He was surrounded by the policemen and beaten with truncheons, kicks and punches. “They took him away with a broken head, he had blood all over his face” a witness told us. None of the injured was beaten like him. Finally they took him in the offices of the security forces, where we don’t know what happened. This morning they came to pick up his few belongings from his room, and then took him away. It seems he was arrested. Fortunately he is assisted by a good lawyer who will keep us informed on his case.

In the meantime, there is no news regarding the next possible transfer of the Tunisians detained at Lampedusa. Which means that another riot like yesterday’s might be on its way. The tension remains high. The Interior Minister Maroni cannot expect that truncheons and tranquillizers will be enough to sedate the legitimate requests of freedom put forward by 200 young men who have been locked up in a cage for 25 days now, without having committed any crime. All this – we will not tire of repeating it - without a judge validating their detention, as requested by law! In a centre which was intended by law to be a reception centre, not a detention one. What are the members of parliament waiting for, instead of setting up an enquiry on the case? What are the lawyers waiting for, instead of appealing? What are Italians doing instead of supporting from the outside the protests of the detainees who are unjustly deprived of their freedom?

It’s also for this reason that we insist so much on these stories. Because we need a new vision. We need a country which is able to feel outrage for each person that ends up in detention for the crime of travelling. Indignez vous an old French man would say. For Nizar, for his wife, and for his child. Because it is not possible to have laws, in 2011, in Europe, that prevent a father from living next to the woman he loves and their child. Are we actually aware of all this institutional violence?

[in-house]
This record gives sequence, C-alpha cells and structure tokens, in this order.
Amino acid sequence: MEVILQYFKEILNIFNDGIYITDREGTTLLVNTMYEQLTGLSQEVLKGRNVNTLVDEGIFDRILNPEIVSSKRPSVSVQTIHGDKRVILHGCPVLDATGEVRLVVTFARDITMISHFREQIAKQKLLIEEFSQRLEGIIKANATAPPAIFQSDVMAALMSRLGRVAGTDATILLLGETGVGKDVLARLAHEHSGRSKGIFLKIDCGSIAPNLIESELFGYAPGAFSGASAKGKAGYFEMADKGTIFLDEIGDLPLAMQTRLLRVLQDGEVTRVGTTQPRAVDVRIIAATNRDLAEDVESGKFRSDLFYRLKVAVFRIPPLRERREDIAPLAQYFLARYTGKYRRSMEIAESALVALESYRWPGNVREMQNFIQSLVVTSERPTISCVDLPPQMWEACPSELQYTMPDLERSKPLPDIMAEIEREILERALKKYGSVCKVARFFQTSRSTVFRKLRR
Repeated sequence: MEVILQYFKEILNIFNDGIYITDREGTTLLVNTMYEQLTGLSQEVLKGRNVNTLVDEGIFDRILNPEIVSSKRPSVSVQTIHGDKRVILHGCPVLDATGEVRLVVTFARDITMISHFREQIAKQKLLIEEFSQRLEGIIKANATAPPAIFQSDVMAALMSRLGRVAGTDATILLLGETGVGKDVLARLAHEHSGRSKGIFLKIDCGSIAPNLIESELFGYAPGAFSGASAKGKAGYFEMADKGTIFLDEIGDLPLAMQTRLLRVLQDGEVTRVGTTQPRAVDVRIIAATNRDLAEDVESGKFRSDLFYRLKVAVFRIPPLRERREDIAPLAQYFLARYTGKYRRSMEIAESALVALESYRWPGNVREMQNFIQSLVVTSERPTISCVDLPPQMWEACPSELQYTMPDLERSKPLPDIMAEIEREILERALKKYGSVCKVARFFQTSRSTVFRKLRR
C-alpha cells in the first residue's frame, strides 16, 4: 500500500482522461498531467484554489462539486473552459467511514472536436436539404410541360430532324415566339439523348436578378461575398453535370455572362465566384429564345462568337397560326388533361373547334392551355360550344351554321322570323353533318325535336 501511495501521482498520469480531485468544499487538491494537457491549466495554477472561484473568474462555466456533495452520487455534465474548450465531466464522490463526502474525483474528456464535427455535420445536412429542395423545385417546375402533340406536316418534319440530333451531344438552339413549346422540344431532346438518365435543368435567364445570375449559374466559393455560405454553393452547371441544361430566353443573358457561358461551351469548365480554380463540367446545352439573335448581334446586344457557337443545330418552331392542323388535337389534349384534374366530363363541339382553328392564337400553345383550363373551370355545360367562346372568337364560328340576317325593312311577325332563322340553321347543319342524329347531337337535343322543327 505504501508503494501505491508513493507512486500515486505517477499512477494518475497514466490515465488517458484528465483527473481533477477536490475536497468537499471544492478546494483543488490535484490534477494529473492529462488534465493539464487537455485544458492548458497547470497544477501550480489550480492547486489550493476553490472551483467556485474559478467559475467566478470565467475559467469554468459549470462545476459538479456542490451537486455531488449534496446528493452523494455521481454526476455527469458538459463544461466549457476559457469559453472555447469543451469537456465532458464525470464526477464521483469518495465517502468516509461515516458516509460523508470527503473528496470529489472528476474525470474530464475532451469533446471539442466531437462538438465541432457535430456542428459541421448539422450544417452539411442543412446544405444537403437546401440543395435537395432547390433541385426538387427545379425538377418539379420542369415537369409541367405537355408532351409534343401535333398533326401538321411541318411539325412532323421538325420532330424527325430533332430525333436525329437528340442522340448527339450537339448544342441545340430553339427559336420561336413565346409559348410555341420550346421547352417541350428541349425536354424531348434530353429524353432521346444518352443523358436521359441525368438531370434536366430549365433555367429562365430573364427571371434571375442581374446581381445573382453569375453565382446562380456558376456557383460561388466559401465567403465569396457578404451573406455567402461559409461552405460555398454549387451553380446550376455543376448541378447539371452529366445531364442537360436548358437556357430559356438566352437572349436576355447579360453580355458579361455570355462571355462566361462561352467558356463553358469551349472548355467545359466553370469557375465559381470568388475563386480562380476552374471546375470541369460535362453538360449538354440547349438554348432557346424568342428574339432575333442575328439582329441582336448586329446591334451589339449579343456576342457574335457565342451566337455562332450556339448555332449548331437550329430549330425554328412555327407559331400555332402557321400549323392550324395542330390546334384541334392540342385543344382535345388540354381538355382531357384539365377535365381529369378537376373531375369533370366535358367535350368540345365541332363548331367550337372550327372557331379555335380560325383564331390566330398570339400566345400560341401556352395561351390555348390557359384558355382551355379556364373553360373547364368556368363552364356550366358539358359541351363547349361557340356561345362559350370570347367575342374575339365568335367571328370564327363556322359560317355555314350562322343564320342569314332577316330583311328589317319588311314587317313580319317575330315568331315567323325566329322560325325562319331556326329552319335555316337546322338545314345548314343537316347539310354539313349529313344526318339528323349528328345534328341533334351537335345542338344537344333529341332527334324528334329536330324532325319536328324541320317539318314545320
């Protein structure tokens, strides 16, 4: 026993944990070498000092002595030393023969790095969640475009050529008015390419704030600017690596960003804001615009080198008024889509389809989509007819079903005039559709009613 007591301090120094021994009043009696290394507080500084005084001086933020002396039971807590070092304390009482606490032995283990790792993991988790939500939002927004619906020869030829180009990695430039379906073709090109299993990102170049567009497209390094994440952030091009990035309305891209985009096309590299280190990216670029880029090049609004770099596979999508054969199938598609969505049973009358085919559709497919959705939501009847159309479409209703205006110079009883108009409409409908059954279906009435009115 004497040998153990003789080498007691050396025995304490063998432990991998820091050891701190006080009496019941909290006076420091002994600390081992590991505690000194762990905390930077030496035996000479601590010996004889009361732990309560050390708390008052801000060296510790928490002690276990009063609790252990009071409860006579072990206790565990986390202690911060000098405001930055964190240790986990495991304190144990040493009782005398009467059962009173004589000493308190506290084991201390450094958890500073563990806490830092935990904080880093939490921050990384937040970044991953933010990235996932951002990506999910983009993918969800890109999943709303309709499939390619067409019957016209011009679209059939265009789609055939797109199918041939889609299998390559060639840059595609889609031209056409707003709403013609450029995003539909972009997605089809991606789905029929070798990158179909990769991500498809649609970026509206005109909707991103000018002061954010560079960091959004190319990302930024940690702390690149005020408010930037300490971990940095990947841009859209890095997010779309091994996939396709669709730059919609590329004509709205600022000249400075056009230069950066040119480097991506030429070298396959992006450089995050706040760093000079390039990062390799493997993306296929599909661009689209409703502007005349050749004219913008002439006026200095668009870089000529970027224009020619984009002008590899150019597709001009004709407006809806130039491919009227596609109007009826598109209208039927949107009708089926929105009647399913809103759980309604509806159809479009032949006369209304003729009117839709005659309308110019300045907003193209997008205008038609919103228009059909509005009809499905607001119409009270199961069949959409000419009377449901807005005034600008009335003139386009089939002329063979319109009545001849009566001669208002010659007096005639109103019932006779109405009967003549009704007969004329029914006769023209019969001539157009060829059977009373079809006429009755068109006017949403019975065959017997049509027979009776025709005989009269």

With our European Union red passport we can travel around the world and we are welcome everywhere. With a green Tunisian passport travelling is a crime. And once you arrive you have to live under the threat of being hunted down. One lives like the three guys who escaped two days ago from the detention centre of Chinisia (Trapani). Lost in the countryside around Trapani, they didn’t know what to do. One of them had injured himself while he was escaping, cutting himself on the barbed wire. But they were afraid of going to hospital. For fear of being arrested. So they called a friend of theirs in France. And by word of mouth we managed to put them in contact with some relatives in another city in Italy. There the young man will be treated and he will restart his journey.

Thanks to this other part of Italy. The part that doesn’t want detentions, the part that doesn’t push back and that doesn’t use the truncheons against those who ask for freedom. The part of Italy that welcomes. The part of Italy made up of volunteers and associations. A part of Italy which is under threat of extinction.

So, bon voyage to Chinisia’s three fugitives. Only one recommendation: don’t leave us alone with the Italians.

Translated by Alexandra D'Onofrio